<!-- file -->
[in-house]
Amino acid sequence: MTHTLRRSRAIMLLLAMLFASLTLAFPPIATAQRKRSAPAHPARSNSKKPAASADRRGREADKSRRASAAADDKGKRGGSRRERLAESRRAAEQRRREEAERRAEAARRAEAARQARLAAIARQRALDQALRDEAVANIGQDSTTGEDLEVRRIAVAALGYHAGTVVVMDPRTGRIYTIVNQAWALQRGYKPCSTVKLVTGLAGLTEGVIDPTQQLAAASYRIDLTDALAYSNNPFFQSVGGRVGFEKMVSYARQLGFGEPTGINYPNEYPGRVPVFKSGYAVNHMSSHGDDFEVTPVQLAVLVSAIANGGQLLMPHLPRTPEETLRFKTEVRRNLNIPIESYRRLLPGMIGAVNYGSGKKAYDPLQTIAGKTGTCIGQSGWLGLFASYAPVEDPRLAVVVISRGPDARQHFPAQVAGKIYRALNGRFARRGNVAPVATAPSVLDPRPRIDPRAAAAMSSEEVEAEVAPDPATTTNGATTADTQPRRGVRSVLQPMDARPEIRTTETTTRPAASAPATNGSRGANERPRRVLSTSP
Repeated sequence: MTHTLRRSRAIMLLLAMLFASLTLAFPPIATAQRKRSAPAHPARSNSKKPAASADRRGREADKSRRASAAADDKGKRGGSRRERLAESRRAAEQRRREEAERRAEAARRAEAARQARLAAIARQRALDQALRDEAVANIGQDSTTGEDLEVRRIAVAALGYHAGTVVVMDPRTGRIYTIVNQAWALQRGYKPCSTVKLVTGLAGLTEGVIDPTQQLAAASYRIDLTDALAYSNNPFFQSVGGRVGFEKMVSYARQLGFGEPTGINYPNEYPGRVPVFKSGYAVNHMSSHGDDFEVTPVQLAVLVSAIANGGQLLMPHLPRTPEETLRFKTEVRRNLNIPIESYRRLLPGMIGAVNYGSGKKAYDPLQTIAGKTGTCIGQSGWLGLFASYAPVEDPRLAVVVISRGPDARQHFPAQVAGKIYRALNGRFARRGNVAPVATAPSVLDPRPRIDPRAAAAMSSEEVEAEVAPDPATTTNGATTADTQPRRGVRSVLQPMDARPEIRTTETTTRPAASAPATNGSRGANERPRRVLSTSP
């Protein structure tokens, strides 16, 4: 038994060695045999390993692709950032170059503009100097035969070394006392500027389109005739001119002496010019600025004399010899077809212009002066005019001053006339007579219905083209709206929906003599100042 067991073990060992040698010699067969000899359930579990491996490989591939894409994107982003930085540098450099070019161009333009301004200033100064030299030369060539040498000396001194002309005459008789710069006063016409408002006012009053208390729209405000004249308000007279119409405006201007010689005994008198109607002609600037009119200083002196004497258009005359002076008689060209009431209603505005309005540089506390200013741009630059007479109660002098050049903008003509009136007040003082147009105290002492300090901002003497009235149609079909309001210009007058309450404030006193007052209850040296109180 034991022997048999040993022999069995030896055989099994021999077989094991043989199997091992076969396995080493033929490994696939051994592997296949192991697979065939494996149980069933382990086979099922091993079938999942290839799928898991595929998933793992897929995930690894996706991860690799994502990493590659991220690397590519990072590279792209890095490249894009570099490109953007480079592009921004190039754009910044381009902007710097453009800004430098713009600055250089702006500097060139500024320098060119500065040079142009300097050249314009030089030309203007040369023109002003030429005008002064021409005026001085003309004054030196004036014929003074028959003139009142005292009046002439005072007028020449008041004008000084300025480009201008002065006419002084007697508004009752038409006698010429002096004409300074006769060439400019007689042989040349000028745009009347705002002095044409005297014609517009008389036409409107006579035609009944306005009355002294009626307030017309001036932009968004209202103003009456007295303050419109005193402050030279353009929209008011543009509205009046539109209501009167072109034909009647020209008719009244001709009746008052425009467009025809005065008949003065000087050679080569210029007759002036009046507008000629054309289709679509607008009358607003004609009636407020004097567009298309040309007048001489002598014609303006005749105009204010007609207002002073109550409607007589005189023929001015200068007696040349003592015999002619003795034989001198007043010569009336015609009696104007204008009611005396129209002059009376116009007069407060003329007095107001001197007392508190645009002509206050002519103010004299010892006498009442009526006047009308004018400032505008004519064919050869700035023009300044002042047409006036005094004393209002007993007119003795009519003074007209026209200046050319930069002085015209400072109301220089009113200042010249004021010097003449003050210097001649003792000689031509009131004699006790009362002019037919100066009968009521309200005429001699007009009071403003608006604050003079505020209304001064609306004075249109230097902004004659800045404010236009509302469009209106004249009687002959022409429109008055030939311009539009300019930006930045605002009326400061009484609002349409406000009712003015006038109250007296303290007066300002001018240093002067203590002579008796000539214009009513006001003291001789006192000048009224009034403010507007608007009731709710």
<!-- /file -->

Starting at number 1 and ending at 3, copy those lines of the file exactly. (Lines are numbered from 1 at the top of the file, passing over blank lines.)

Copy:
[in-house]
Amino acid sequence: MTHTLRRSRAIMLLLAMLFASLTLAFPPIATAQRKRSAPAHPARSNSKKPAASADRRGREADKSRRASAAADDKGKRGGSRRERLAESRRAAEQRRREEAERRAEAARRAEAARQARLAAIARQRALDQALRDEAVANIGQDSTTGEDLEVRRIAVAALGYHAGTVVVMDPRTGRIYTIVNQAWALQRGYKPCSTVKLVTGLAGLTEGVIDPTQQLAAASYRIDLTDALAYSNNPFFQSVGGRVGFEKMVSYARQLGFGEPTGINYPNEYPGRVPVFKSGYAVNHMSSHGDDFEVTPVQLAVLVSAIANGGQLLMPHLPRTPEETLRFKTEVRRNLNIPIESYRRLLPGMIGAVNYGSGKKAYDPLQTIAGKTGTCIGQSGWLGLFASYAPVEDPRLAVVVISRGPDARQHFPAQVAGKIYRALNGRFARRGNVAPVATAPSVLDPRPRIDPRAAAAMSSEEVEAEVAPDPATTTNGATTADTQPRRGVRSVLQPMDARPEIRTTETTTRPAASAPATNGSRGANERPRRVLSTSP
Repeated sequence: MTHTLRRSRAIMLLLAMLFASLTLAFPPIATAQRKRSAPAHPARSNSKKPAASADRRGREADKSRRASAAADDKGKRGGSRRERLAESRRAAEQRRREEAERRAEAARRAEAARQARLAAIARQRALDQALRDEAVANIGQDSTTGEDLEVRRIAVAALGYHAGTVVVMDPRTGRIYTIVNQAWALQRGYKPCSTVKLVTGLAGLTEGVIDPTQQLAAASYRIDLTDALAYSNNPFFQSVGGRVGFEKMVSYARQLGFGEPTGINYPNEYPGRVPVFKSGYAVNHMSSHGDDFEVTPVQLAVLVSAIANGGQLLMPHLPRTPEETLRFKTEVRRNLNIPIESYRRLLPGMIGAVNYGSGKKAYDPLQTIAGKTGTCIGQSGWLGLFASYAPVEDPRLAVVVISRGPDARQHFPAQVAGKIYRALNGRFARRGNVAPVATAPSVLDPRPRIDPRAAAAMSSEEVEAEVAPDPATTTNGATTADTQPRRGVRSVLQPMDARPEIRTTETTTRPAASAPATNGSRGANERPRRVLSTSP